Gandhi’s non-violence, Nehru’s inclusive version of social democracy and Abul Kalam Azad’s adherence to Islamic tradition are three things about India admired by Pakistani liberals.
To put the matter in perspective, the difference between the Hindu nationalism and Indian nationalism needs to be spelt out.
Nirad C Chaudhuri in his book Autobiography of an Unknown Indian points to four distinct aspects in the attitude of Hindu middle classes towards Muslims. (a) a retrospective hostility towards Muslims for their one-time domination of Hindus, (b) on the plane of thought the Hindus were utterly indifferent to the Muslims as an element in contemporary society, (c) members of Hindu middle/upper-middle classes had friendliness for the Muslims of their own economic and social status and (d) feeling of mixed concern and contempt for the Muslim peasant, whom they saw in the same light as “low-caste Hindu tenants, or in other words, as our livestock”.
In some of the books as well as his talks, Khushwant Singh has said almost the same thing about the communal situation. Bimal Prasad is yet another scholar who sees a wide gulf between the Hindus and the Muslims with no point of socio-cultural confluence between the two.
In 19th century Bengali literature the Muslims were always referred to under the contemptuous epithet of Yavana. The historical romances of Bankim Chandra Chatterji (1838-1894) and Romesh Chundra Dutt (1848-1909) glorified Hindu rebellion against the Muslims and showed the Muslims in a correspondingly poor light.
Nirad C Chaudhuri termed Chatterji, the creator of Vande Matram and the author of the polemical book, Ananda Math, as positively and fiercely anti-Muslim. He goes on to say, “Our attitude to the Muslims whom we saw around us was also influenced, if not by the positive utterances, at all events by the silences, of our nineteenth-century writers.” Thus, of Muslims as the contemporaries Hindus were totally oblivious; and when they were not forgetful, they were indifferent. The crux of the Hindu nationalism was the exclusion of the Muslim which also became the basis of communal antagonism in the 19th century.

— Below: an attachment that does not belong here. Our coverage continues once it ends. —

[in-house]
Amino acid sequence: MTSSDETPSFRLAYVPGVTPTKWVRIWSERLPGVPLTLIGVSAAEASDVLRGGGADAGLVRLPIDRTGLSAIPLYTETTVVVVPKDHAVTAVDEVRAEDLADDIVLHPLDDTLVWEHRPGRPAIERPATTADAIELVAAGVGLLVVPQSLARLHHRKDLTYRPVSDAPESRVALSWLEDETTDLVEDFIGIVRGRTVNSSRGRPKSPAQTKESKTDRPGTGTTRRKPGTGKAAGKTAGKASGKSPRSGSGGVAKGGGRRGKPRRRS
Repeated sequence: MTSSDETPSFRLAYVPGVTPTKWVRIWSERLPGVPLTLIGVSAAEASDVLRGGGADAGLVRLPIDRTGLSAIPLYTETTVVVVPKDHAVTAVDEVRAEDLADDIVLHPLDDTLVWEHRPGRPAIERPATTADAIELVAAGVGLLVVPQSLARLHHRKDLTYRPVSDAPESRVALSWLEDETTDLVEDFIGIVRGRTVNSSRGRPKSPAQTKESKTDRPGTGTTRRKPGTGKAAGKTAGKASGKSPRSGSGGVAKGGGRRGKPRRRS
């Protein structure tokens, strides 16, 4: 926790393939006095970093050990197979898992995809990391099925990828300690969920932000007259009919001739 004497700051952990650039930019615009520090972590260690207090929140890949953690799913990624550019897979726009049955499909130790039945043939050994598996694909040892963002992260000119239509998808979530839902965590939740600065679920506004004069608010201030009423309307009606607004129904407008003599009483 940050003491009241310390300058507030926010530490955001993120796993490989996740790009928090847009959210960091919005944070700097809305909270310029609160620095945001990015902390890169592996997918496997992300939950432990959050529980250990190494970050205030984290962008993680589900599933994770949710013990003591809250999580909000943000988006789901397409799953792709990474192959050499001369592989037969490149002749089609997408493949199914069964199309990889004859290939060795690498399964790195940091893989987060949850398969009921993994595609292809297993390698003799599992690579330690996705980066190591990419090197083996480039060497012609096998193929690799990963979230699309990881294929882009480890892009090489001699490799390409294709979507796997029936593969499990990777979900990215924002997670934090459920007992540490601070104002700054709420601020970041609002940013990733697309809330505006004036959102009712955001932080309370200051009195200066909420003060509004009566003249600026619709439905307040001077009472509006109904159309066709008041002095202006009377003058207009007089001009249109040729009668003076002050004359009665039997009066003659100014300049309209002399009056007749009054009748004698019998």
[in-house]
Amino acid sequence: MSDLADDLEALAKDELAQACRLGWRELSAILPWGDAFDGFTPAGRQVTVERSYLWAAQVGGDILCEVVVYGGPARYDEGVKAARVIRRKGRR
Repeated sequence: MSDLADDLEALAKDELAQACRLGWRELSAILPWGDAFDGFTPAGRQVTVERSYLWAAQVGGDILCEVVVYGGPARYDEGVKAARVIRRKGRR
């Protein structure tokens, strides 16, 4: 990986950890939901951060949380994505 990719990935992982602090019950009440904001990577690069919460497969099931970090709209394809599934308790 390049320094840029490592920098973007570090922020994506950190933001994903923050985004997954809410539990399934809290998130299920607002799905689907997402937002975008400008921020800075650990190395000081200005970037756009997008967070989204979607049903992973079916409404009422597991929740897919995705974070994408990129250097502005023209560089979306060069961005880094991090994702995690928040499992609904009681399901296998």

British rule was a factor which discouraged “the cultivation of Islamic culture and sympathies by the Hindus.” To this was added the far stronger influence of the discovery of the ancient Indian civilisation. The very first outcome of this renaissance was “a progressive de-Islamisation of the Hindus of India and a corresponding revival of Hindu traditions.”
Throughout the 19th century, the culture of the Hindus was taken back to its ancient Sanskritic foundations. The only non-Hindu influences which it recognised and assimilated were the European. All the thinkers and reformers from Ram Mohun Roy to Rabindra Nath Tagore based their lifework on the formula of a synthesis of Hindu and European currents. Islamic trends and traditions did not touch even the arc of their consciousness.
Offshoots of this Hindu nationalist sensibility permeated into all regions. In the Punjab, Arya Samaj was the typical instrument of propounding Hindu puritanism. Bal Ganga Dhar Tilak in Maharashtra and Hindu Mahasabha in Northern India were the ardent advocates of Hindu nationalism.
How was Hindu nationalism different from Indian nationalism and what sort of a relationship they had forged and how come Indian nationalism was defeated by Hindu nationalists is what I will cover in the next column.
(To be continued)